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Defending life
from conception to natural death


News, 14 January 2003

14 January 2003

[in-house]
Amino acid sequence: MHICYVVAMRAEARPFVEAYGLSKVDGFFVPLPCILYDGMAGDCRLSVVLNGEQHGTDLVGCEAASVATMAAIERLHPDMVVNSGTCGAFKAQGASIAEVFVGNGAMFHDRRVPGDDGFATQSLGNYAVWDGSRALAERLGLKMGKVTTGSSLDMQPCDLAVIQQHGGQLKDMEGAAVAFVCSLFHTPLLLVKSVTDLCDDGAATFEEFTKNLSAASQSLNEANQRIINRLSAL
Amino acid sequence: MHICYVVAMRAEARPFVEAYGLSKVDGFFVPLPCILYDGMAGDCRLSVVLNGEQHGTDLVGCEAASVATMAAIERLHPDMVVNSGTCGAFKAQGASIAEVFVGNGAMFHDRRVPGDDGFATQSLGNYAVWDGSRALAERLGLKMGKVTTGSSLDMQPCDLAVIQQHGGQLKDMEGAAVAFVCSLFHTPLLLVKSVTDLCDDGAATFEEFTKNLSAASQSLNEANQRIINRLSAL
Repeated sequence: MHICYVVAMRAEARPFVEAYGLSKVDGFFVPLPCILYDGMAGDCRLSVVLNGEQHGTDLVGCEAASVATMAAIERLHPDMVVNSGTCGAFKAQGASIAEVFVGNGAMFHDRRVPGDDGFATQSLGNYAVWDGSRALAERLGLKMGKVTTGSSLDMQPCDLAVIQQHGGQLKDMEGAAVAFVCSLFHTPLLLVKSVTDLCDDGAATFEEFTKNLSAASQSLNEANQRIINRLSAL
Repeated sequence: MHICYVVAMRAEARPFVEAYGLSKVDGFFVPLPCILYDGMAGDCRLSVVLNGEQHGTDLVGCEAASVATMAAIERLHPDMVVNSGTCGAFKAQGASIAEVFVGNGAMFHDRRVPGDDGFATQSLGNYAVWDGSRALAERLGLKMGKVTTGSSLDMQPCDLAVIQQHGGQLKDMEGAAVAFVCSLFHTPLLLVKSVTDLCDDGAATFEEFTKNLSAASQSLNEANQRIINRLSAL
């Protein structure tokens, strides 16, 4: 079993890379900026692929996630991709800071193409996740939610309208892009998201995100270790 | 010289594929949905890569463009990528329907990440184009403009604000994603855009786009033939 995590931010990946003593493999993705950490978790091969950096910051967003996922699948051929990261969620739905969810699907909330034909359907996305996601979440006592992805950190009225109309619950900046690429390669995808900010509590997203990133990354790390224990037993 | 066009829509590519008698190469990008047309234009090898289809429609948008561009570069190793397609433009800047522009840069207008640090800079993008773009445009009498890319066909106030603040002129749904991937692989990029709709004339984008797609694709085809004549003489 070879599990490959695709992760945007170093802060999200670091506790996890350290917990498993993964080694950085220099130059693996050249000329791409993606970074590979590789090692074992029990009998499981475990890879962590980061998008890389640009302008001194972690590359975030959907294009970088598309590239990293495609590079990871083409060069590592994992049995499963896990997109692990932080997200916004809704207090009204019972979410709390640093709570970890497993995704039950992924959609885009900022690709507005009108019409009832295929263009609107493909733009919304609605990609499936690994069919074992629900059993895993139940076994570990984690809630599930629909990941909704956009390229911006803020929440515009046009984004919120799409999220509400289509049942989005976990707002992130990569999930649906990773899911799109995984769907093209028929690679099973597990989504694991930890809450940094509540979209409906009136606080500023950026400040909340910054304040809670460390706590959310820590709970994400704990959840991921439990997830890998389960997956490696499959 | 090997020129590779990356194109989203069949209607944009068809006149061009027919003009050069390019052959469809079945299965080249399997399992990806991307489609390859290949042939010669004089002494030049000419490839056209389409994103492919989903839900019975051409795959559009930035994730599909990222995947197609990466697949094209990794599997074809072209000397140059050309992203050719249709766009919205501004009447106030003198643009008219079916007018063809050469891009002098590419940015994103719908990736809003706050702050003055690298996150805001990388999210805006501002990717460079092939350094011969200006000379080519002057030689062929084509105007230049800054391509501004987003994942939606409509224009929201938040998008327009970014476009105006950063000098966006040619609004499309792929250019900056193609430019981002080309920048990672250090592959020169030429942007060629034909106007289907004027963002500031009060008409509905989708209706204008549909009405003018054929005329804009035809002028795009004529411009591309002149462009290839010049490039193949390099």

14 January 2003 Pope John Paul II condemned abortion and other attacks on the dignity of human life during his annual address to the Vatican diplomatic corps yesterday. In his 'state of the world' address to diplomats, the pope said: "Abortion, euthanasia, human cloning, for example, risk reducing the human person to a mere object: life and death to order, as it were! When all moral criteria are removed, scientific research involving the sources of life becomes a denial of the being and the dignity of the person." He went on to say that choices needed to be made so that humanity could still have a future, and that the first of these choices was: "No to death! That is to say, no to all that attacks the incomparable dignity of every human being, beginning with that of unborn children." [Newsday , LifeSite and Zenit , 13 January] Legislation to ban human cloning only for reproductive purposes is expected to be introduced in the US Senate before other senators are able to introduce an alternative measure to secure a comprehensive cloning ban. A bill to ban cloning for all purposes has already been introduced in the House of Representatives, and it was thought that similar legislation would be tabled in the Senate soon afterwards. [FT, 14 January ; see digest for 9 January ] US Senator Joseph Lieberman has become the latest pro-abortion Democrat to announce his intention to run for president next year. Senator Lieberman, who was the Democrats' vice-presidential candidate in 2000, is known as a staunch pro-abortionist and has voted three times against a ban on partial birth abortions. It is reported that the four other Democrat politicians who have so far put their names forward for the Democrat presidential nomination are also pro-abortion. [Pro-Life Infonet , 13 January] Participants at a pro-euthanasia conference in California have given a cool reception to suggestions by Dr Philip Nitschke that there may be a case for offering euthanasia to those who are not terminally ill. Addressing the conference of the pro-euthanasia Hemlock Society in San Diego over the weekend, Dr Nitschke, the prominent Australian campaigner for euthanasia, said that healthy elderly people who had "made a rational decision to end their lives" should be "listened to". However, he conceded afterwards that his comments had caused "some discomfort", and Derek Humphry, the Hemlock Society's founder, insisted that the Society did "not encourage any form of suicide for mental health or emotional reasons". [CNSNews, 14 January ] Two pregnant sisters from Qatar have been reunited with their Indian husbands after their family allegedly tried to force them into having abortions. The two sisters arrived with their brothers at Cairo airport last week but then claimed asylum. It is reported that their brothers had taken them to Egypt with the intention of procuring illegal abortions because the family was against the sisters' marriages to Indian men. Egyptian human rights lawyers worked with representatives of the United Nations High Commission to protect the women on the basis that they were being persecuted. [AP, 9 January; via Pro-Life Infonet ] A prominent pro-life US senator has called for a firm defence of human life in a letter to accept one of the Catholic diocese of Brooklyn's annual pro-life awards. Senator Sam Brownback, a Republican who represents Kansas, wrote: "We must unambiguously confront the threats against human life, whether those threats emerge at the beginning of life in the form of abortion, cloning or destructive embryonic stem-cell research, or at the end of life in the form of euthanasia or assisted suicide." [Catholic News Service, 13 January ] Utah's supreme court has upheld a state law prohibiting so-called wrongful birth lawsuits. The 1983 law protects doctors from being sued by the parents of children with developmental anomalies on the basis that the mother would have had an abortion if the doctor had diagnosed the anomaly during pregnancy. The law was challenged in 1999 by a couple who had a baby with Down's syndrome. [EWTN News, 8 January ]

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